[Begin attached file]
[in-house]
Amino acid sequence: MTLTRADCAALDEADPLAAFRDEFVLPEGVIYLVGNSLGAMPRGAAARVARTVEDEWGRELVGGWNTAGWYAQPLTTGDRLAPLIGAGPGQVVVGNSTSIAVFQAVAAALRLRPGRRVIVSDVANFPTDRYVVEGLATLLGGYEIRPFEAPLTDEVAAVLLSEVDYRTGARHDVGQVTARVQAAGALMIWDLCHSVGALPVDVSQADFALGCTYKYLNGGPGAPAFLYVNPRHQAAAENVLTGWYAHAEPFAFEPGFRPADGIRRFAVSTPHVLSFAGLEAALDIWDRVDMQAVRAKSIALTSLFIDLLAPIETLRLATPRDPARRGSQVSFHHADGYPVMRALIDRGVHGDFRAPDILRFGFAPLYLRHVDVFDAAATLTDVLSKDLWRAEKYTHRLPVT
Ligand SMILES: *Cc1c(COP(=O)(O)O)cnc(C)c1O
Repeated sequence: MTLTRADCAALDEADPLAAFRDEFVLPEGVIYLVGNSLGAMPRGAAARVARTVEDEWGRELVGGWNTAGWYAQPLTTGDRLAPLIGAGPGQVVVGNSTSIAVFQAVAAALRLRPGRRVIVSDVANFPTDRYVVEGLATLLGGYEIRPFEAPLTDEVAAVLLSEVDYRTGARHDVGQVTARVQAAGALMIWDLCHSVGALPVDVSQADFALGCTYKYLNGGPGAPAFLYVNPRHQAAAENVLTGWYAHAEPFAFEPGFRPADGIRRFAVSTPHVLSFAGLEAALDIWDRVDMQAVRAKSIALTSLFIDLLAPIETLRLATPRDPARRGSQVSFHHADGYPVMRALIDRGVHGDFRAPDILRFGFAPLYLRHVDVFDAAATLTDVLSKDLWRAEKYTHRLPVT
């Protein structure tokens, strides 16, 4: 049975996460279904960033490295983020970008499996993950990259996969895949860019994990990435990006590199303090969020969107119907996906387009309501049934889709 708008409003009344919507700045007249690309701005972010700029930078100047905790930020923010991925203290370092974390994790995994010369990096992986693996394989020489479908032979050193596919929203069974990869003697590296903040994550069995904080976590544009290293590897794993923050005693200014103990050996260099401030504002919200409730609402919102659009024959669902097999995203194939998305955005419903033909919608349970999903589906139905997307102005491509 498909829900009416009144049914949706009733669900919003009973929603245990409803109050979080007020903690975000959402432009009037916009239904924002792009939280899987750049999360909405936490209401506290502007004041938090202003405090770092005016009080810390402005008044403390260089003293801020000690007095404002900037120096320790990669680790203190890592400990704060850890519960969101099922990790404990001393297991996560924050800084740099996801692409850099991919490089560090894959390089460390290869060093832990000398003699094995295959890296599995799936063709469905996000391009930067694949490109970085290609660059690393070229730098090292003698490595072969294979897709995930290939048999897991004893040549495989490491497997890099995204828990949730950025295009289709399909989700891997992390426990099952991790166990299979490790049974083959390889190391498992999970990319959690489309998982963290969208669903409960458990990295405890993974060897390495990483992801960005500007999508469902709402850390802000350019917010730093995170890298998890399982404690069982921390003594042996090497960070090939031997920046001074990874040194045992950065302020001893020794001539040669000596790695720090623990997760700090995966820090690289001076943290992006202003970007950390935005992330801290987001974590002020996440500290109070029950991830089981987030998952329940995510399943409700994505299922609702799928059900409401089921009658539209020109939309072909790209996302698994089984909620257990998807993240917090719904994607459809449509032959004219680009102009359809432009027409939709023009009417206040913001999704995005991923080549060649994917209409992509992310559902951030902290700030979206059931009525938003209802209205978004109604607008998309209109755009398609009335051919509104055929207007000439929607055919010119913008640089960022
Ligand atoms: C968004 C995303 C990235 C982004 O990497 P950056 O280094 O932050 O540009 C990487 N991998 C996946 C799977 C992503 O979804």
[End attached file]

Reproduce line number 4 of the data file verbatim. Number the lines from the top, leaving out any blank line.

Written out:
Repeated sequence: MTLTRADCAALDEADPLAAFRDEFVLPEGVIYLVGNSLGAMPRGAAARVARTVEDEWGRELVGGWNTAGWYAQPLTTGDRLAPLIGAGPGQVVVGNSTSIAVFQAVAAALRLRPGRRVIVSDVANFPTDRYVVEGLATLLGGYEIRPFEAPLTDEVAAVLLSEVDYRTGARHDVGQVTARVQAAGALMIWDLCHSVGALPVDVSQADFALGCTYKYLNGGPGAPAFLYVNPRHQAAAENVLTGWYAHAEPFAFEPGFRPADGIRRFAVSTPHVLSFAGLEAALDIWDRVDMQAVRAKSIALTSLFIDLLAPIETLRLATPRDPARRGSQVSFHHADGYPVMRALIDRGVHGDFRAPDILRFGFAPLYLRHVDVFDAAATLTDVLSKDLWRAEKYTHRLPVT